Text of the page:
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The internet has become a tool that governs our lives, whether we like it or not. What do you do when you get up in the morning? You check your inbox, emails, likes on social networks. The internet has become like going to the toilet or having morning coffee.
The internet is fun and full of adrenaline until things get serious. From one click to tears is a long way, but such an unfolding is likely if you are a person living in your own world.
What is internet fraud anyway?
SCAM or internet fraud is a term used to describe abuse or plans to extort money or other property from people who do not suspect fraud. In other words, well-disguised scams that are easy to fall for and in which false information is provided in order to make a profit or confidential information.
Each of us can find ourselves the target of these well-disguised scams, but the most vulnerable are the desperate women who are the most common target of scammers.
Let me tell you a story I read in the daily press on the topic of Internet fraud:
Adela is a lonely woman. Her husband died ten years ago, the children live abroad and she lost contact with her friends. She is in her sixties, retired. She heard from a neighbor that she could open a profile on social media and that intrigued her. She posted her pictures from her younger days, added a couple of acquaintances. That got her out of depression. Then she started getting friend requests. 10, 20, 30 requests from younger men from distant, exotic countries like Egypt and Tunisia, who praised her photos and their age didn’t matter. She started corresponding with one of them. Nouri, an Arab from Morocco, an attractive man in his fifties. He was a true cavalier, sending her roses with coffee every morning. He promised to visit her, but he was plagued by financial problems. He never asked to be sent money, but he followed the opposite logic. “I wish I could hug you.” “You must be even prettier live.” Slowly, Nouri crept into Adele's heart, and then into her wallet.
Adela fell in love and offered him money for a plane ticket. She sent him a certain amount but Nouri delayed his arrival. He said he had health problems, that he needed money for medicine. She sent more money because she wanted her chosen one to be healthy and fit. After being relieved by several thousand euros, his messages stopped coming. One morning she revealed that he had deleted his profile. She couldn't find him anywhere else. Painful sobriety followed, she was more lonely than ever.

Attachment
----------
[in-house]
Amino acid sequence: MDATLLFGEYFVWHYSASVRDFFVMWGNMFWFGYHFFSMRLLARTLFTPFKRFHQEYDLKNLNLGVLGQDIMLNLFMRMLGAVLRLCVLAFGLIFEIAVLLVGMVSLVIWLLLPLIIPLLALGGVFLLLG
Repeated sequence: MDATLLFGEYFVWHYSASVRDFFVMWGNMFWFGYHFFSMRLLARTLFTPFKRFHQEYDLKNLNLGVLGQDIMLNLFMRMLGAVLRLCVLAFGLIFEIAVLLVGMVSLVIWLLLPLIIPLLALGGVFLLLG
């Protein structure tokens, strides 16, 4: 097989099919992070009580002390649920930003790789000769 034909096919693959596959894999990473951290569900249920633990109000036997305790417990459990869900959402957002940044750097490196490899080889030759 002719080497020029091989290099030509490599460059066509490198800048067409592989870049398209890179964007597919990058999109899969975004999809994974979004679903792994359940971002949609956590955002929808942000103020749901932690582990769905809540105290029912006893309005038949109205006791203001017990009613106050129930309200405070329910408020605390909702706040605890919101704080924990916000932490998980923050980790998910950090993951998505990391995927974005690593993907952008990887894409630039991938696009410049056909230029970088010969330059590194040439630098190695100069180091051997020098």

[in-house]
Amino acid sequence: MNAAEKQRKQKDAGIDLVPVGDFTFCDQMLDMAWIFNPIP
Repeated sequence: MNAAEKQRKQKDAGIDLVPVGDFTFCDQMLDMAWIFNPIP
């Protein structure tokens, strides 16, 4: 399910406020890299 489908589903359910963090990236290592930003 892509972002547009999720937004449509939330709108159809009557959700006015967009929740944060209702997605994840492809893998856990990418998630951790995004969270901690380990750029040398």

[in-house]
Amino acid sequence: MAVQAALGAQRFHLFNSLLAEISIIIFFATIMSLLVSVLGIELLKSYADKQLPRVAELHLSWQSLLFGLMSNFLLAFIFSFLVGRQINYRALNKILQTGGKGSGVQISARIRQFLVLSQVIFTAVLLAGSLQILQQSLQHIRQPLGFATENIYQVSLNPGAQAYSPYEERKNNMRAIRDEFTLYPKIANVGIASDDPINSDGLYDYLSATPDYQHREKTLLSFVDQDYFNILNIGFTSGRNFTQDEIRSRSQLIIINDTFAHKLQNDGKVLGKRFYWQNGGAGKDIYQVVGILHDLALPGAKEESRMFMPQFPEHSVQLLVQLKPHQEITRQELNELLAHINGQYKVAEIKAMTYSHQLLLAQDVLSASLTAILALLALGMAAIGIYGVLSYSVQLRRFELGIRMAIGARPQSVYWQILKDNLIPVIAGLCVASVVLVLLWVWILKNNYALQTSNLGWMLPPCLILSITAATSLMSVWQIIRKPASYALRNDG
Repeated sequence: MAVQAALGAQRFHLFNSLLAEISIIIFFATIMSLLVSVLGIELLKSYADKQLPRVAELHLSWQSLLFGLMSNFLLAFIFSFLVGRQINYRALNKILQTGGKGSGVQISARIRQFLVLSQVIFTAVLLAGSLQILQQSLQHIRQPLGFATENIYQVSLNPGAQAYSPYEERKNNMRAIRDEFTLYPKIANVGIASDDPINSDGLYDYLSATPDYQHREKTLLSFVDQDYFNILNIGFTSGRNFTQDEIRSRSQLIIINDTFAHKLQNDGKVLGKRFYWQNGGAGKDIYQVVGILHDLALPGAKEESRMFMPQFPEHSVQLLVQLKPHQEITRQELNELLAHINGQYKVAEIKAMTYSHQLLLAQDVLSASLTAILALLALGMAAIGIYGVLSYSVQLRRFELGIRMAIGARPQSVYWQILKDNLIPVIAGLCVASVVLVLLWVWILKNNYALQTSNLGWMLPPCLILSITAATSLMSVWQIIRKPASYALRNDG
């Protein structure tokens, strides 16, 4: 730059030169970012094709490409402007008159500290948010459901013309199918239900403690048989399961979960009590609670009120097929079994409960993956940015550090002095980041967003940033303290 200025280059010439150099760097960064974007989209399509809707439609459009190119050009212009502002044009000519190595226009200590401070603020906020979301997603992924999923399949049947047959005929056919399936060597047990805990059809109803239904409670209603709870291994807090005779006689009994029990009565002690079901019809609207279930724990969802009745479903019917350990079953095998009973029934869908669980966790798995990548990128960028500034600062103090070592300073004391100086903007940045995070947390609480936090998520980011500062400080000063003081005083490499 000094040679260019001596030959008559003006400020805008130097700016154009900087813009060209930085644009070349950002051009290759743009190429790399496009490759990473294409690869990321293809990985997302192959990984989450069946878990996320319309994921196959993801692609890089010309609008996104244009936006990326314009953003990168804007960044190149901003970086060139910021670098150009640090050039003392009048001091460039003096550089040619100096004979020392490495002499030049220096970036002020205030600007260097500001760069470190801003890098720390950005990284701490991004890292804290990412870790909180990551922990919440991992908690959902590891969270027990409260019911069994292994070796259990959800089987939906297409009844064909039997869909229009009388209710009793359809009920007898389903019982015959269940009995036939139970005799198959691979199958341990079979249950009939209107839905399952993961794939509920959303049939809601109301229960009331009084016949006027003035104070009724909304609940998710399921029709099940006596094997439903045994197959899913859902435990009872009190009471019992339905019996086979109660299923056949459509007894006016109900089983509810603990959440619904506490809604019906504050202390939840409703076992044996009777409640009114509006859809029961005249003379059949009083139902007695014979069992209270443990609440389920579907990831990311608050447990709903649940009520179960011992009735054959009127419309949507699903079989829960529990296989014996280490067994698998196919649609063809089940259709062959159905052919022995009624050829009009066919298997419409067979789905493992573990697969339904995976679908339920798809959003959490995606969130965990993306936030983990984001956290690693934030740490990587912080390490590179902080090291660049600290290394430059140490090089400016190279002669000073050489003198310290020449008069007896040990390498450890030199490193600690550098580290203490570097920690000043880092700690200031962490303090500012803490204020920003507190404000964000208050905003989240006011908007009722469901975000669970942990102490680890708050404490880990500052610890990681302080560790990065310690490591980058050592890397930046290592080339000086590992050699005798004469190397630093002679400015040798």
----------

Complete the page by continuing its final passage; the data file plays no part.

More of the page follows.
Internet scammers are not stupid. They cast their hooks like experienced anglers. They know where they will find fertile ground, examine the terrain and then act step by step. He is decent, he presents himself as a cavalier, because women like that. At some point they will ask you for money. He is sick, he needs medicine, or he has sick parents or sick relatives who need help, and you are his good fairy.
How to neutralize it?
Ignore friendship requests from people without a profile picture, with avatars and those with a small number of friends. Pay attention to his list of friends. Are there pictures of naked women or do many seem fake, with a profile picture of celebrities?
Did he immediately start asking a lot of questions about you and not saying anything about himself?
As children we read fairy tales about princes on a white horse, and today the prince is behind the monitor, and we just have to say YES. But when a prince from a fairy tale turns into a manipulator in the hunt for our bank account, then we pay for our mistakes in the true sense of the word. Sure, you can always report a cheater, but many get away with it because they covered all the clues back in the days when you fantasized about living together and a happy ending.